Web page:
Europe > Central Europe > Germany > North Rhine-Westphalia > South Westphalia
South Westphalia (German: Südwestfalen) is a region in North Rhine-Westphalia, Germany. It consists of Sauerland, Siegerland and some smaller sub-regions and is the most sparsely populated region of the state. The landscape is characterised by rolling hills and (low) mountain ranges, making Sauerland and the Rothaar Mountains one of Germany's northernmost skiing areas. Beyond winter sports, the region is popular for hiking, camping and its small and romantic historical towns.
- 1 Arnsberg, administrative centre of the region
- 2 Freudenberg, one of the best-preserved old towns with a complete ensemble of half-timbered houses
- 3 Iserlohn
- 4 Lüdenscheid
- 5 Meschede
- 6 Siegen
- 7 Soest, historical city with well-preserved medieval core, huge funfair in November
- 8 Winterberg, skiing resort
South Westphalia consists of several smaller sub-regions — Sauerland, Siegerland, Wittgensteiner Land, Soester Börde, etc. — each of which has its own traditions, customs and a population proud of their regional identity.
The times when every village in the region had its own local variety of the Low German (in the North) or Moselle Franconian language (in the south) are long gone. Only some bits of the old vocabularies are still present in today's language and some peculiarities in pronunciation remain. Most notably, people of the Siegerland are known for pronouncing their R's in a rather un-German way that sounds very North American. Other than that, you will find the spoken language to be rather standard German that should not be too difficult to understand.
As everywhere in western Germany, everyone but the oldest generation has learned at least some basic English in school. But since few tourists and business travelers from English-speaking countries make it to the area, many are out of practice and you may find yourself talking with your hands and feet as well on occasion. In the more touristy parts of the Rothaar Mountains, it is not uncommon to find signs in Dutch, and the owner of your hotel or restaurant may well turn out to be an immigrant from the Netherlands.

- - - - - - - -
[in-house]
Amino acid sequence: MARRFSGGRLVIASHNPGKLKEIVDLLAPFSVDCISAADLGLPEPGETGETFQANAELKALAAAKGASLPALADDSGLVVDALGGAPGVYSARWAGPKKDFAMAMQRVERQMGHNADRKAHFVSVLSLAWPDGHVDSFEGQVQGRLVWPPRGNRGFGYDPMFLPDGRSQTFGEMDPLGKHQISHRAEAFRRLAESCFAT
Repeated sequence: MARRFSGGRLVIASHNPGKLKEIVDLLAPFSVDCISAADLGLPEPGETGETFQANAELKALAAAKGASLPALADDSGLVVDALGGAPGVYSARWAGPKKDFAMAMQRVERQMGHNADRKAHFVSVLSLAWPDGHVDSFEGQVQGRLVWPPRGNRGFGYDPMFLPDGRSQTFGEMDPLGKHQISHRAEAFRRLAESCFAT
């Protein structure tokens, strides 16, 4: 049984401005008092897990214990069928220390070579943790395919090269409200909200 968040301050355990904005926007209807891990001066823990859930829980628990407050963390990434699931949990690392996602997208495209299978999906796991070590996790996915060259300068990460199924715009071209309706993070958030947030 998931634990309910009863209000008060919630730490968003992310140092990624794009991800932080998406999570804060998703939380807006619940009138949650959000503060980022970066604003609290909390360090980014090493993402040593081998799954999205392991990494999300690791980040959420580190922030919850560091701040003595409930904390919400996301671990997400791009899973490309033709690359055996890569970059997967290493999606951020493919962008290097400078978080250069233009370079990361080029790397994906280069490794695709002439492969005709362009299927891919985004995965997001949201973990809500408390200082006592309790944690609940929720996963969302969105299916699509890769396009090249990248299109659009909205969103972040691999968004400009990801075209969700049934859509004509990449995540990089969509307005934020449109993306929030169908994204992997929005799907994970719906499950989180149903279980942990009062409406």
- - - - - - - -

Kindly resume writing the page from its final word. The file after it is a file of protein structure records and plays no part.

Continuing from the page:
There is a regional airport in Paderborn-Lippstadt (PAD IATA) offering a few domestic and seasonal charter connections to holiday destinations around the Mediterranean. The "Siegerland airport" near Burbach (SGE IATA) can only be reached by charter and private flights. More important nearby airports are Dortmund (DTM IATA, 45 km to the Northwest), Düsseldorf (DUS IATA, 95 km to the West) and Cologne (CGN IATA, 70 km to the West), the two last-mentioned offer a wide range of international connections.
Hagen, the "gate to Sauerland" is reached by high-speed trains (ICE) from Berlin and Cologne hourly, additionally there are ordinary intercity trains from Dresden every two hours. Soest and Lippstadt have a few ICE trains from Würzburg and Düsseldorf per day. Most parts of the region can only be reached by (frequently running) regional trains.
In this region, there is a number of historic towns with well-preserved medieval cores. Soest is arguably the historically and culturally most notable among them. Other recommended destinations are Lüdenscheid with its circular medieval layout; or Freudenberg, Brilon, Arnsberg, Bad Berleburg, Bad Laasphe (18 km south of Berleburg), Burbach (22 km south of Siegen), Hilchenbach (19 km northeast of Siegen) and Schmallenberg (22 km west of Winterberg) with their romantic ensembles of old, half-timbered houses, picturesque steeples and narrow lanes.